5. Don’t let email run your life. #OperationInboxZero
Leverage the team – We get it. You want to be the hero. You want to be the one to deliver on that big project. You want to get the applause. After all, who doesn’t love the recognition? You absolutely want to work hard. You absolutely want to do a great job. What you don’t want is to burn out. Make sure you leverage the team to get the job done. If someone else is more talented and skilled than you in a certain area, collaborate with them to drive better results. For example, when I was working on our iPhone app, I tried to design it myself in Photoshop. Did I mention I suck at Photoshop? It turned out terribly. So what did I do next? I tapped my friend on the shoulder for help (he’s a rockstar designer) and within one day we had an amazing design that was ten times better than the original. By the time we went live with the app, we had a design that was amazing. Want proof? The app hit the top 100 in the Lifestyle category. Remember, teamwork makes the dream work.
6. Virtual assistants are your best friends
Not literally. Well, unless you’re really good at building friendships over Skype. Then it might be possible. Anyway, virtual assistants can help to take on a lot of the administrative tasks that you may be overwhelmed with. Whether it’s data research, writing or language translation, there’s a ton of skills they bring to the table to help you scale your work.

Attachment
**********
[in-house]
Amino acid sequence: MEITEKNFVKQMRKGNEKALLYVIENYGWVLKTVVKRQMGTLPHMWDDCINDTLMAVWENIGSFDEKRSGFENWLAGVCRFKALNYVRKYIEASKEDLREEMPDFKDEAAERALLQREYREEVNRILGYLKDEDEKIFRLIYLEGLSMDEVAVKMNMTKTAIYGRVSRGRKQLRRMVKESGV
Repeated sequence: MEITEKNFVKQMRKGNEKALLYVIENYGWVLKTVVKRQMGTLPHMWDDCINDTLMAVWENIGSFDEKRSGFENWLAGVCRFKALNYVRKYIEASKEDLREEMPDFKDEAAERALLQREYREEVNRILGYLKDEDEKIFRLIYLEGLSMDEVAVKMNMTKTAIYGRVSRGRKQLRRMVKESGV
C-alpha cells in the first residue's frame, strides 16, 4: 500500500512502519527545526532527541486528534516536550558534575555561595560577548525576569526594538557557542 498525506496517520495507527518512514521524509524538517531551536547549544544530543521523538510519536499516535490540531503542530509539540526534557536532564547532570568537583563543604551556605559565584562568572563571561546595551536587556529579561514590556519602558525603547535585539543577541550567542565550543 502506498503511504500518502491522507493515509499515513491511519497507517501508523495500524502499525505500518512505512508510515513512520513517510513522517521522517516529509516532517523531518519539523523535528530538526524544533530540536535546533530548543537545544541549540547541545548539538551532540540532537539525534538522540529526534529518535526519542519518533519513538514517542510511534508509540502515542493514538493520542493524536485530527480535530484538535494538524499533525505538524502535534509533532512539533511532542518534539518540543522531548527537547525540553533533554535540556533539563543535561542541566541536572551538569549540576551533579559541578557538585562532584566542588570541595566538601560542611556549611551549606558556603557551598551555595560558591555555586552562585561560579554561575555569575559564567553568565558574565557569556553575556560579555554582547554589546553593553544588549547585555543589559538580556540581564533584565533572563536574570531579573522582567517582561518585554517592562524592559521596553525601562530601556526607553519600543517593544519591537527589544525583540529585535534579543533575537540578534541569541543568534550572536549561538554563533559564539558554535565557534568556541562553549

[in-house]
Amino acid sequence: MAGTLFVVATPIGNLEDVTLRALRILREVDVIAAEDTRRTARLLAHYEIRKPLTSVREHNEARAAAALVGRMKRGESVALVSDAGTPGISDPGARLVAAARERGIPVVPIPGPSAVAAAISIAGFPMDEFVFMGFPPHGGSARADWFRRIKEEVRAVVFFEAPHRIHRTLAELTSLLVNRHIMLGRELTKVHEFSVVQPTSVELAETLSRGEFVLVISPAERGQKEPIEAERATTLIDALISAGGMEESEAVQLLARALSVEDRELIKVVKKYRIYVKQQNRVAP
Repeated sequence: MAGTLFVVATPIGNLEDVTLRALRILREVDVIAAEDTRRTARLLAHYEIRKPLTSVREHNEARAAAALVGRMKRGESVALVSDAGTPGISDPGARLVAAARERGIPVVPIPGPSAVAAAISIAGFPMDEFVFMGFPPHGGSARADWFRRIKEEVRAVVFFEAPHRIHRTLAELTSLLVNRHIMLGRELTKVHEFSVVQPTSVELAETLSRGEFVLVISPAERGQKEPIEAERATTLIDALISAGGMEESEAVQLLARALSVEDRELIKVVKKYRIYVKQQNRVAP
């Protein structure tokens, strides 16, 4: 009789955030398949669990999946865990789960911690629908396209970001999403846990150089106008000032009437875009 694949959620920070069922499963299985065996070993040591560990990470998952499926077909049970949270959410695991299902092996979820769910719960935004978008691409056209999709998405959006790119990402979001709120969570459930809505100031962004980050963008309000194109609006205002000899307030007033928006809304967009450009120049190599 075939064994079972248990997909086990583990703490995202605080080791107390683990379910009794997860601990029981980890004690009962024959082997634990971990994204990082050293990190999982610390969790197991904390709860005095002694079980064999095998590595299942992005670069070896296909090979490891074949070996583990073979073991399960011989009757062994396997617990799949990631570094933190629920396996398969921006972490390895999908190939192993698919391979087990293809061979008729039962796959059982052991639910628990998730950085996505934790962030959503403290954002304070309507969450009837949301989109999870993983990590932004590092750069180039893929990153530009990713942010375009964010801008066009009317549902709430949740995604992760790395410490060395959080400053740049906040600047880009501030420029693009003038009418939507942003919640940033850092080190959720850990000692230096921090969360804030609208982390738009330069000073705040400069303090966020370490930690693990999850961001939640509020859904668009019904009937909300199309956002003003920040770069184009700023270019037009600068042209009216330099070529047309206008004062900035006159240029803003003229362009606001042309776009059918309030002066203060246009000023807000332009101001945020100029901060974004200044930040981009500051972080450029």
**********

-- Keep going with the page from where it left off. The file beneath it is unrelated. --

7. Get rid of paper
If you don’t have to have a paper copy, create a digital one and store it in the cloud. There are a ton of cloud providers that offer a large amount of free storage like Box. For example, for my business receipts, instead of keeping the physical copies in a cabinet, I’ve created a folder in Box for all of the digital copies. I can then search for a specific receipt if I need to. It makes life so much easier. Here’s another great example: when I want to show someone marketing material, I’ll have it available on my mobile phone through the Box app. This way, I can look at it with them and I can also share it with them afterwards by sending a link right away. That’s productivity!